• pierrebattah

Take Back Your Work Day and Work Life

Updated: May 4


Wix Media

How many emails do you have in your inbox at this very moment? 4? 400? 4000? More?


While researching my book Humanity at Work, Leading for Better Relationships and Results, I encountered many people who had not only tamed the email beast, they were crediting their email practices as an important part of their personal productivity and effectiveness regimen. They also credited their email process and their inbox as a stress reducer as opposed to a stress inducer.


Email seems like an easy enough concept: read it, respond if needed then file it or delete it. Why is it so troublesome for so many of us? Admittedly we all have our own relationship with email depending on the nature and demands of our work, our facility with file management and how ruthless we can be in eliminating unproductive tasks and messages. And oh yes there is a need for rigor and a bit of daily discipline and some of us are decidedly better at that than others. But significant progress with email is readily available to all of us, with minimal, but consistent investment of time and effort.


Communication happens mostly through email in many organizations and its benefits are numerous as researchers have shown. However, keeping up with email is no small task when according to a McKinsey Global Institute report found that 28% of a professional's work week is spent reading, composing or responding to email.


We've developed a number of problematic habits that by all accounts do not serve us well in relation to how we engage with email. Studies show people commonly checking email 11 times per hour, 84% of users keeping their email up and running in the background at all times and 2/3 of users using some form of stress inducing and highly distracting notifications. When you square that against research that shows that only 30% of received email requires action and 1/3 of email remains unread in people's inboxes it showcases too much time being spent on unproductive work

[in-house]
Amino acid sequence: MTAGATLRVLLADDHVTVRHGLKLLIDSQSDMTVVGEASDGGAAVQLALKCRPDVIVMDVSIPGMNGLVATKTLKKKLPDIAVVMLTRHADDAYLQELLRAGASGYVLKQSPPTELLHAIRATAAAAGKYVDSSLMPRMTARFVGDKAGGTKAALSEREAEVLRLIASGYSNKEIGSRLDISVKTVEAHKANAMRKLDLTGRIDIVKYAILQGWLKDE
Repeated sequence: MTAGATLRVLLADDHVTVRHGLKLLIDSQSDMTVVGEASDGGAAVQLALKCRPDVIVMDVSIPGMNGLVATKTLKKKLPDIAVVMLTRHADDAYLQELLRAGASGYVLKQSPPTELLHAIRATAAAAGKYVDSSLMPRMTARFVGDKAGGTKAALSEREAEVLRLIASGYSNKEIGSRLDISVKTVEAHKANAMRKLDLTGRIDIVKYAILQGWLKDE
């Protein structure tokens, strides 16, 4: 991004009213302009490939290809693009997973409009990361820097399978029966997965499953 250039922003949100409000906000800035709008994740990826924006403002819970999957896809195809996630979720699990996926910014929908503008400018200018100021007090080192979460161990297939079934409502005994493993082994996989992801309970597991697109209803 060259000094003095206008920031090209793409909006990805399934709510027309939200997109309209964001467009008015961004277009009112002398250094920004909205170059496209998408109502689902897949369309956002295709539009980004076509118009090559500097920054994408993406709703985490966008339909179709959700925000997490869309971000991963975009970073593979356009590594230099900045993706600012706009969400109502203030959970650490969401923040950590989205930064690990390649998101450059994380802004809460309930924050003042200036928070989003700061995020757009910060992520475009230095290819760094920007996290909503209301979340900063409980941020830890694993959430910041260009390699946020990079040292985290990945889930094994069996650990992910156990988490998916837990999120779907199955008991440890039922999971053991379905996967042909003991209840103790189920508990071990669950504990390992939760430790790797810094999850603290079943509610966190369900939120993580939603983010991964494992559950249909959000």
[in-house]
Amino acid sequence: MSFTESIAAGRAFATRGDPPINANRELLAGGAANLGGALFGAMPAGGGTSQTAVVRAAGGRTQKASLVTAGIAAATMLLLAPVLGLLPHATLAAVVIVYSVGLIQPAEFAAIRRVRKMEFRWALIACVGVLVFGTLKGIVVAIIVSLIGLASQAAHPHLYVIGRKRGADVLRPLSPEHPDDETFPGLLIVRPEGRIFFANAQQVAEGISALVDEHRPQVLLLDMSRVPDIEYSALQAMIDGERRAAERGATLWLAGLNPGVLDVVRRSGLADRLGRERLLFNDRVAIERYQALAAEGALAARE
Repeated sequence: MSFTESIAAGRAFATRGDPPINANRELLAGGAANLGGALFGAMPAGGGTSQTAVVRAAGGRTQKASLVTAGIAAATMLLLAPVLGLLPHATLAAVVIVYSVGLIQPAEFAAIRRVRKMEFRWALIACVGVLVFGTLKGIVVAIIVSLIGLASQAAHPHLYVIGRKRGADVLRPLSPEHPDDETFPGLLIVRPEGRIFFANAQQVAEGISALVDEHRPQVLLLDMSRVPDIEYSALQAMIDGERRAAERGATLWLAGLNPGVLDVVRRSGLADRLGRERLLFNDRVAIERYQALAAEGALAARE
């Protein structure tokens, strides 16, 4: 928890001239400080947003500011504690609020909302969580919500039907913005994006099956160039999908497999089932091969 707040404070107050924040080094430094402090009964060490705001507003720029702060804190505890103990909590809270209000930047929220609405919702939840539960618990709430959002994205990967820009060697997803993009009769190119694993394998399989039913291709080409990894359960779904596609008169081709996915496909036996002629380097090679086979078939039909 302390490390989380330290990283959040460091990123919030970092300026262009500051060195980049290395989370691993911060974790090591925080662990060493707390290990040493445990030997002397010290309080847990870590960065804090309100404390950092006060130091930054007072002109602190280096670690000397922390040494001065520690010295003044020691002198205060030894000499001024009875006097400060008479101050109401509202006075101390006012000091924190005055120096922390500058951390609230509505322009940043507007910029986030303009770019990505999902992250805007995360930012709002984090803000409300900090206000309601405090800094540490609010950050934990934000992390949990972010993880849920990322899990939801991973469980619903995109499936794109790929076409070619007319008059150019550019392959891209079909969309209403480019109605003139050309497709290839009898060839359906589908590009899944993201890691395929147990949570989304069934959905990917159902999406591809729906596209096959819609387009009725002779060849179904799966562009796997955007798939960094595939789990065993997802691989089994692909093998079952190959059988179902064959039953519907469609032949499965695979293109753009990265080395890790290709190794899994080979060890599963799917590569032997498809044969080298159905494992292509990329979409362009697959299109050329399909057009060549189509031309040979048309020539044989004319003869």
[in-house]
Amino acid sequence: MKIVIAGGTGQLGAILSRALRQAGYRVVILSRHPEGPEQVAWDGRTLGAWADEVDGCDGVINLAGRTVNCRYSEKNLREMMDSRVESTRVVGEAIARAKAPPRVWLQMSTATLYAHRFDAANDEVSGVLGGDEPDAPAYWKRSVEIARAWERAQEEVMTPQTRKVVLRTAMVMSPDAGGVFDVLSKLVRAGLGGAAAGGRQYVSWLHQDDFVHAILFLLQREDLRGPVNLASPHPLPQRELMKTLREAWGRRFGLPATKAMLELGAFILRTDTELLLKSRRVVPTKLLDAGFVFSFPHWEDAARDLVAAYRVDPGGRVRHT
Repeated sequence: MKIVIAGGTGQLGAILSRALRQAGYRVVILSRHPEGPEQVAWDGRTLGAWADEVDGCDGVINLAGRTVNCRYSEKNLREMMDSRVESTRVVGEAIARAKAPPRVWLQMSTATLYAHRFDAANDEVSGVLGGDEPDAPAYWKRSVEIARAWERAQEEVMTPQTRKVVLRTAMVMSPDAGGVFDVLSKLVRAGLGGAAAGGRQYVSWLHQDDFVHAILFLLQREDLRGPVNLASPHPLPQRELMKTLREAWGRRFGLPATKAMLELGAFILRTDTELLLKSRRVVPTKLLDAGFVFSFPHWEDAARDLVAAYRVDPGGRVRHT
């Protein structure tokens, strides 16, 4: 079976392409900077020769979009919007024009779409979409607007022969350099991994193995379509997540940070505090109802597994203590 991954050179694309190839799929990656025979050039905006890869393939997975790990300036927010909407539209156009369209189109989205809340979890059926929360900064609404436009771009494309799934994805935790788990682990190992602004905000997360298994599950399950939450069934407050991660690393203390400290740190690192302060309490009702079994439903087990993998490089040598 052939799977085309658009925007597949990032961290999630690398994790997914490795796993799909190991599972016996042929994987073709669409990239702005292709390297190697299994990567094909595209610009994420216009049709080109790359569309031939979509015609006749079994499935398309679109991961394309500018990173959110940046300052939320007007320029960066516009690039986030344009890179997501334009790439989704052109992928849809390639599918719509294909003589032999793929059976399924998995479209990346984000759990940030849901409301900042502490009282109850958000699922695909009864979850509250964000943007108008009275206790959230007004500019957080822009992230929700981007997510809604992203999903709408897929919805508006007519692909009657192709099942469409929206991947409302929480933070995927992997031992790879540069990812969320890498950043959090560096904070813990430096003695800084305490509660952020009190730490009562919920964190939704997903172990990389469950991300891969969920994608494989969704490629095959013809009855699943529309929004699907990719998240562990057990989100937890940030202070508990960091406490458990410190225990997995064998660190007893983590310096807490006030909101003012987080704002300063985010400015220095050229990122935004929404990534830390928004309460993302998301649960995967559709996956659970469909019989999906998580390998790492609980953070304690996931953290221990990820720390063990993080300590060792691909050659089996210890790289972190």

We've learned from people like Gloria Mark, a leading email scholar from the University of California Irvine together with colleagues from the Microsoft Research group and MIT in a study found that the “longer time spent on email the lower was perceived productivity and the higher the measured stress”.


The study goes on to say those who self schedule when to check email enjoy greater productivity and less stress than those who rely on notifications. Those dings, beeps and flashes fuel email’s addictive qualities and lessen our effectiveness while negatively impacting stress.


Those addictive qualities and how to counter them are outlined in the book Inbox Zero: How to Stop Checking Email and Start Finishing It by Ian Charnas. He, along with others like Merlin Mann and personal productivity wizard David Allen have all provided great advice on achieving Inbox Zero where your inbox is empty or nearly empty most of the time. Here’s how:


• “When an inbox is confused with a “to do” list, productivity suffers” according to Merlin Mann. Many people use their inbox as a highly inefficient staging areas where high priority or urgent actionable items, medium priority and low priority items including items that need to be trashed, co-exist in one massive stress inducing clump. It’s a recipe for missed deadlines, the constant stress and fear of missing something important and an inability to retrieve needed information. His advice: “delete, delegate, respond, defer (to a specific date and time) and do.”